Path to Munro
Edith “Shottie” Wright came to Jamaica from England in 1882 to work at the Wesleyan College at Barbican, St. Andrew. After four years she came to Potsdam School to be Governess to Headmaster Rev. William Pearman’s children. Rev. Pearman had arrived from England in 1884 with four children Marina, May, Katherine and James. In 1891 she left Potsdam and went to Jamaica College for two years, returning in 1893. In 1895 there suddenly arose the need for someone to manage a crisis and what began as a temporary measure became permanent. Miss Wright became Matron and continued in that post at Potsdam (Munro after 1917) for the rest of her life and what a life.
Quite apart from efficiency with economy as matron, she was quite an influence for good in the school. To quote from one of Headmaster Richard Roper’s annual reports. “Miss Wright was second only to the headmaster in authority and influence.” She was draconian in method but driven by such love for the boys and the school that G.K. Roberts, who was a student then master, sports-master, and acting Headmaster, could say of her, “her name will go down forever as a small woman of strong character who served Munro for over forty years with exceptional ability and increasing love. Old Boys of all generations will testify to that.”
The words of Roper and Roberts are cast in stone- the stones that went into the construction of the Munro College Chapel. Munro boys used to worship either in a classroom or at St. Mary’s Anglican Church about three miles away. Those who lived near the church rode and others walked, one master in front and one behind and if they came across Mt. Zion girls (the original Hamptonians) they walked behind or “passed by on the other side.”
Miss Wright felt the need for a chapel at Potsdam, and started to raise money from current boys, old boys and parents and the tuck shop, and by 1911 there was enough money to start building. The design was done by Canon Melville and based on the church where Miss Wright had worshipped in England. The building process was meticulously overlooked by Mr. Francis Brooks, a master on staff. The cornerstone was laid by Archdeacon Simms in 1911. He had been Headmaster of Potsdam from 1875 to 1883. In 1912 a scheme was initiated, by which boys paid four shillings for the privilege of having their initials carved on a Chapel bench. The Chapel was dedicated in 1914 to “All Saints” by Bishop deCarteret, Anglican Bishop of Jamaica.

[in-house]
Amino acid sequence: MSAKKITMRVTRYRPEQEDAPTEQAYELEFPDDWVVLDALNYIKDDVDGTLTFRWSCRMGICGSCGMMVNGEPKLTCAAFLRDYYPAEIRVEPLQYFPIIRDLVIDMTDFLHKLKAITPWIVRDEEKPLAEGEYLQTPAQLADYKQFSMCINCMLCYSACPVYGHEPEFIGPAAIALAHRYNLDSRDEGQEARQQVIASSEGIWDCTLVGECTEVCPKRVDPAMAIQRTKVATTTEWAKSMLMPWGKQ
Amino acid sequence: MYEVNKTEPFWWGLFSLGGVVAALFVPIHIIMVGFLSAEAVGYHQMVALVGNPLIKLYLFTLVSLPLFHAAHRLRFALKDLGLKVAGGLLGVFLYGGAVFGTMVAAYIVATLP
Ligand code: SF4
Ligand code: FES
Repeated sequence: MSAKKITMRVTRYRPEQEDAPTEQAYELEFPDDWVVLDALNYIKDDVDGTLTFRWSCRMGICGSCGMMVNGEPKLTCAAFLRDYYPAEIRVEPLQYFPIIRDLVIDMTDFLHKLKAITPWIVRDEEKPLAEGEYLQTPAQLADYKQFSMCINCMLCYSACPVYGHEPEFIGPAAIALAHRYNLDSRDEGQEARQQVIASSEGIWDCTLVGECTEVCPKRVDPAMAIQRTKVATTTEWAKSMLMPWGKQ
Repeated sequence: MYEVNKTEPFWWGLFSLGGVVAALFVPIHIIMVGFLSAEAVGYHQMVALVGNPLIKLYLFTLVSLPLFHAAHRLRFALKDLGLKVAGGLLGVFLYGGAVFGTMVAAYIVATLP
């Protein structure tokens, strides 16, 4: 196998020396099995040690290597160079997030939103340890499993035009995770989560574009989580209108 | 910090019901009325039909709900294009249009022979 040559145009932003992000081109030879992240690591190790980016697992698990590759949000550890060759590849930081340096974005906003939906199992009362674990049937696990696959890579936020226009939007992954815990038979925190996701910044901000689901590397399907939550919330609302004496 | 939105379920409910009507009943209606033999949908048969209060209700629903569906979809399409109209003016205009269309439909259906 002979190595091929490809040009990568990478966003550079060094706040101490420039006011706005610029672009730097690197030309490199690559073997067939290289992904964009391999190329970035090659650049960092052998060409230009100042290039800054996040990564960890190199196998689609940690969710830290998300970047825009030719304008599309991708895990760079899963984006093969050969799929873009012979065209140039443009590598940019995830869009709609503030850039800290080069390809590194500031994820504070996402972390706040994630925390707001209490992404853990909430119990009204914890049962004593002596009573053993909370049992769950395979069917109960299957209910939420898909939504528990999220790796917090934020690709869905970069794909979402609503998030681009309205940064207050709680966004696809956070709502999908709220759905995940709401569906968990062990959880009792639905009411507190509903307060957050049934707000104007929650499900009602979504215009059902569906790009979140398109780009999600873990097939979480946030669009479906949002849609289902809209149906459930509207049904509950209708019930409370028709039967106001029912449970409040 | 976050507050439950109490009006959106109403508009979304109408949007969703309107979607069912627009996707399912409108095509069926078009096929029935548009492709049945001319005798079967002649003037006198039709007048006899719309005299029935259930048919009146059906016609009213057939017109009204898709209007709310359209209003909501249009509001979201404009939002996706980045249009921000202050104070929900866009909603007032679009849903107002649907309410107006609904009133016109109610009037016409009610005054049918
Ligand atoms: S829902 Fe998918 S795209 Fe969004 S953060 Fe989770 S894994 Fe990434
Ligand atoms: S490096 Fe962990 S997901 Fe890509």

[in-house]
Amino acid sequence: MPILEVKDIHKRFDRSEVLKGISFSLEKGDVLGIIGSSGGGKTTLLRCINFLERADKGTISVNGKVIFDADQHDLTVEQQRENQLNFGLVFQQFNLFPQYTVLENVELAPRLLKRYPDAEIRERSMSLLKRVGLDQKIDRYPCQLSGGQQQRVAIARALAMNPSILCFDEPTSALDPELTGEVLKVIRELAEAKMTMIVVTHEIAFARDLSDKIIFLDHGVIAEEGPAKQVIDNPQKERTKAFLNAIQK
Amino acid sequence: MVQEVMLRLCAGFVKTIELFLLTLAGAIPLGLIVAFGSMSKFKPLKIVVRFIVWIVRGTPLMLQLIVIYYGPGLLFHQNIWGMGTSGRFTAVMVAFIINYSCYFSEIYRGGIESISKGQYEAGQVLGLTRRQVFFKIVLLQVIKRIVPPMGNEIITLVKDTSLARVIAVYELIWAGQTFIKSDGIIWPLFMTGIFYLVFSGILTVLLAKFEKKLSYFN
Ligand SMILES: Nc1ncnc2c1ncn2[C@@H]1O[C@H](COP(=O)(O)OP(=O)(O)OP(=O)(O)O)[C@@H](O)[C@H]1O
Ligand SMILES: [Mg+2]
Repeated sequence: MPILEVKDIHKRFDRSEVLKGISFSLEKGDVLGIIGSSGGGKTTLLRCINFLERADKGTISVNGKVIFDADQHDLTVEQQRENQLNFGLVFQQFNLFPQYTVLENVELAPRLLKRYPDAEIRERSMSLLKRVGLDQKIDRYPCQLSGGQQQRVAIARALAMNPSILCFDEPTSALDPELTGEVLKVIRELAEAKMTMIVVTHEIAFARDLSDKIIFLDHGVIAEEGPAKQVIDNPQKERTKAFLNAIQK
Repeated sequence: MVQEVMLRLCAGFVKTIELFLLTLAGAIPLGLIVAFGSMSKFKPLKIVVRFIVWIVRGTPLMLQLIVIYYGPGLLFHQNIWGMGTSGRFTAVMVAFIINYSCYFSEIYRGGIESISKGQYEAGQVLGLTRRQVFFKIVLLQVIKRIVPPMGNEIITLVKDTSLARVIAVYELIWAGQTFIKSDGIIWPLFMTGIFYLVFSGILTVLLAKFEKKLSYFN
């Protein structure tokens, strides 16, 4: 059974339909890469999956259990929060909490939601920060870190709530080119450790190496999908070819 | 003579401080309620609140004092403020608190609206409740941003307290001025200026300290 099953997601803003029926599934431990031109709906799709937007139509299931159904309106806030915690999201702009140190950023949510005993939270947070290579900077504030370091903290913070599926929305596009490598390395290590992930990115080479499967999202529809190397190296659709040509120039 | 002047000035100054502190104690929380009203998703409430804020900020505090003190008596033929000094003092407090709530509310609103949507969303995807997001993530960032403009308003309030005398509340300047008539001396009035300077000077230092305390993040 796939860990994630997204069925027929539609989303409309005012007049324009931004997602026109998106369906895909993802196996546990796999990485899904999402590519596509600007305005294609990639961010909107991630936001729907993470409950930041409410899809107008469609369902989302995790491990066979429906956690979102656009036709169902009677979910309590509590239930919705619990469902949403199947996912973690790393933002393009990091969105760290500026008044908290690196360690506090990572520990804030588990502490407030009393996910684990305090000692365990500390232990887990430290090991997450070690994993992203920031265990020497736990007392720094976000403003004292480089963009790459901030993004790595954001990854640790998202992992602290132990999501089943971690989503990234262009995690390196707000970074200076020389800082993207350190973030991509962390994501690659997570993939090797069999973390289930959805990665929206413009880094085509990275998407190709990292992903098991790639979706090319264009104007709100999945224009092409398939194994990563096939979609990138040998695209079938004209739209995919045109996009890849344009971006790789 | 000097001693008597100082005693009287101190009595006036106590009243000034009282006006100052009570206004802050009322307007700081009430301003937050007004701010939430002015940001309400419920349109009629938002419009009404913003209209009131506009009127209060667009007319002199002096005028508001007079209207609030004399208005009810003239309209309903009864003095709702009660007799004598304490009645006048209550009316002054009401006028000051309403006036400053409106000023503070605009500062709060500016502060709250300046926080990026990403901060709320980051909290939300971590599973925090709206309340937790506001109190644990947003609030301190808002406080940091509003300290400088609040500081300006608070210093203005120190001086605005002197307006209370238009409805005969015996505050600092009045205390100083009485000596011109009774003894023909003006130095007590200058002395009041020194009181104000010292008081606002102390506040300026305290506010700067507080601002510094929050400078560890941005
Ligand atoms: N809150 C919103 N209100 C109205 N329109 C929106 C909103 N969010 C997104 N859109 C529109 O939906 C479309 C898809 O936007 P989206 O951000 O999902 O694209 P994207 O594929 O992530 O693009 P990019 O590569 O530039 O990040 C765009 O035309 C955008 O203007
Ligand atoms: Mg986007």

In addition to her duties as Matron and central personality in the drive to build the chapel, Shottie Wright read books to the smaller boys every Sunday afternoon. This tradition was continued by Mr. Wiehen who read to small boys in the Lower Third (now 1st form) classroom after Chapel every Sunday morning.
Etched in Glass
In August 1918 Mr. Walton Wooliscroft presented the central stained-glass window behind the altar. The windows on either side of it were given by Miss Wright, parents and old Boys. The other four are in memory of those old boys or Masters who gave their lives in World War I. In the Chapel, a plaque marks the place where Miss Wright habitually sat. In July 1949 the stained-glass window in the Western Wall depicting the Resurrection was dedicated to the memory of Miss Wright. She is buried beside what was the gymnasium, but in a fitting turn of fate to better suit her and her love of books, that gymnasium is now the library.
For these and other reasons, Miss Edith “Shottie” Wright has been inducted into the Munro College Old Boys Association Hall of Fame.